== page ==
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Weather Photographer of the Year 2021 is open now – with a £500/$690 top prize

Weather PotY 2021 launch listing image
This dramatic shot, ‘Monster’ by Maja Kraljik, was third-place winner of Weather Photographer of the Year 2020 (Image credit: © Maja Kraljik/Weather Photographer of the Year)

Weather Photographer of the Year 2021 is open now, and entries can be made in three categories – with a top prize of £500/$690 going to the winner. 

This international competition is now in its sixth year and is organized by the UK’s Royal Meteorological Society (RMetS), in association with AccuWeather, the commercial weather forecasting services company. 

Over 7,700 entries were submitted to 2020’s competition, which was won by Rudolf Sulgan for his shot ‘Blizzard’. 

So if you have an amazing weather shot that needs to be seen by a wider audience, then don’t delay – Weather Photographer of the Year 2021 is open until 29 June 2021. 

In keeping with government and public health authority guidance, all local instructions on travel must be followed while taking part in the competition.

Photographers can upload up to five images to each of the three categories, and there is no entry fee. Click here to enter.

Weather PotY 2021 launch image 2

‘Blizzard’ by Rudolf Sulgan, the winning entry of Weather Photographer of the Year 2020 (Image credit: Rudolf Sulgan/Weather Photographer of the Year)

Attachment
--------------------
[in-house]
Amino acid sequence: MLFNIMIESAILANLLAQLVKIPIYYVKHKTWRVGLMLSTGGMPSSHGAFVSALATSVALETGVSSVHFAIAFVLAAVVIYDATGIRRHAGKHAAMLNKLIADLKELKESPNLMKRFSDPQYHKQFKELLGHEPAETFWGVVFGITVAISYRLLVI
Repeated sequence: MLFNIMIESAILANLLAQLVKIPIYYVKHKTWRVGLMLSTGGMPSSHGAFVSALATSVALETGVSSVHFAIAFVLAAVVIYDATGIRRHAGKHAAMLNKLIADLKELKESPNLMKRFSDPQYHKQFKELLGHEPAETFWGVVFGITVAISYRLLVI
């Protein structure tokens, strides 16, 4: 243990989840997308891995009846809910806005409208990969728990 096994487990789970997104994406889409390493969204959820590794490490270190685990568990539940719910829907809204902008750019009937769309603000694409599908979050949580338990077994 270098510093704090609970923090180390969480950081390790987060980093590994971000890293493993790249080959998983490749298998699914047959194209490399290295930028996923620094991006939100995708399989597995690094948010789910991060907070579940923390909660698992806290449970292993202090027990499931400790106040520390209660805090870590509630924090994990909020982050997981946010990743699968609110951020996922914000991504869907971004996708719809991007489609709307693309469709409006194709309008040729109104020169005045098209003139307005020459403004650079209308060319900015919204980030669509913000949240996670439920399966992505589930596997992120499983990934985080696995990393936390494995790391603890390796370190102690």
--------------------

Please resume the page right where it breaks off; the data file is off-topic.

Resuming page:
New for 2021: mobile phone category 

New for this year, a mobile phone category has been added. The judges are looking to encourage entries from anyone with a passion for the environment and photography to enter on a level playing field. 

Capturing a great shot of the weather is often as simple as being in the right place at the right time – and with most people carrying a mobile phone, we are all well placed to witness the weather we are experiencing, without having to travel.

Photograph titled Baikal Treasure by Alexey Trofimov

‘Baikal Treasure’ by Alexey Trofimov, the Public Winner of Weather Photographer of the Year 2020 (Image credit: Alexey Trofimov/Weather Photographer of the Year 2020)

Weather PotY 2021 categories

Weather Photographer of the Year

All photographers aged 13 and over can enter the main Weather Photographer of the Year category. 

1st place wins: £500/$690 cash, $350 voucher for REI*, copy of WPOTY book, and one-year membership of RMetS

Young Weather Photographer of the Year

Photographers aged between 13 and 17 on the final day of submissions (29th June 2021) can enter the Young Weather Photographer of the Year category. 

Winner receives: $350 voucher for REI*, copy of WPOTY book, and one-year membership of RMetS

Weather Photographer of the Year (Mobile Phone) 

All photographers aged 13 and over can enter images taken with a phone or tablet into the Weather Photographer of the Year (Mobile Phone category) category.

Winner receives: $350 voucher for REI*, copy of WPOTY book, and one-year membership of RMetS 

One of the 26 finalists in Weather Photographer of the Year 2020, ‘El Chaltén’ by Francisco Javier Negroni Rodriguez (Image credit: Francisco Javier Negroni Rodriguez/Weather Photographer of the Year 2020)